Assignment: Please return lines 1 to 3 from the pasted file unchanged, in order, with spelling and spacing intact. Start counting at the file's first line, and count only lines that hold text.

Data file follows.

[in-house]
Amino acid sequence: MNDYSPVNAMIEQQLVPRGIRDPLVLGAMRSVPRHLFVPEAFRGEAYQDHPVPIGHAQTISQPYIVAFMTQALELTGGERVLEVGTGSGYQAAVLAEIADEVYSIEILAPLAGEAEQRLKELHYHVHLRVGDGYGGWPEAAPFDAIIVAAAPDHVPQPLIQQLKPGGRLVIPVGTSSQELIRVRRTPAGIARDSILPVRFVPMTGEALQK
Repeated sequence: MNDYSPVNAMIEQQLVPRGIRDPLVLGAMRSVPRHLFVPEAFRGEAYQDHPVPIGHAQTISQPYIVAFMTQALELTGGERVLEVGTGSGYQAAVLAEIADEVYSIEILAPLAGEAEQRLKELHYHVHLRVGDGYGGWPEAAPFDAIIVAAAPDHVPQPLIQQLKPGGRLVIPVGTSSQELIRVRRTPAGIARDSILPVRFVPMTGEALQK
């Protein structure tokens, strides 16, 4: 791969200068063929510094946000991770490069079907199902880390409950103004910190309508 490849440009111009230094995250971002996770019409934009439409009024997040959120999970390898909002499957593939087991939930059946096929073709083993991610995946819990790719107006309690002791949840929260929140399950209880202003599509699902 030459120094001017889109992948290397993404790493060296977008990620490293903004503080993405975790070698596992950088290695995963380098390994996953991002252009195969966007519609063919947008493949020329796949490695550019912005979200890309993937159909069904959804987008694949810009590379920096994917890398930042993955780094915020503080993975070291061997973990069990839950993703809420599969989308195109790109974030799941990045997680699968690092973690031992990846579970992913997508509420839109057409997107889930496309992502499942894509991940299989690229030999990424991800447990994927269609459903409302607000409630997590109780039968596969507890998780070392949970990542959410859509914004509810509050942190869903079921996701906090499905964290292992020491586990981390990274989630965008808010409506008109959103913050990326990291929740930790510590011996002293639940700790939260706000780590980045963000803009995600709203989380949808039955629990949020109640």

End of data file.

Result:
[in-house]
Amino acid sequence: MNDYSPVNAMIEQQLVPRGIRDPLVLGAMRSVPRHLFVPEAFRGEAYQDHPVPIGHAQTISQPYIVAFMTQALELTGGERVLEVGTGSGYQAAVLAEIADEVYSIEILAPLAGEAEQRLKELHYHVHLRVGDGYGGWPEAAPFDAIIVAAAPDHVPQPLIQQLKPGGRLVIPVGTSSQELIRVRRTPAGIARDSILPVRFVPMTGEALQK
Repeated sequence: MNDYSPVNAMIEQQLVPRGIRDPLVLGAMRSVPRHLFVPEAFRGEAYQDHPVPIGHAQTISQPYIVAFMTQALELTGGERVLEVGTGSGYQAAVLAEIADEVYSIEILAPLAGEAEQRLKELHYHVHLRVGDGYGGWPEAAPFDAIIVAAAPDHVPQPLIQQLKPGGRLVIPVGTSSQELIRVRRTPAGIARDSILPVRFVPMTGEALQK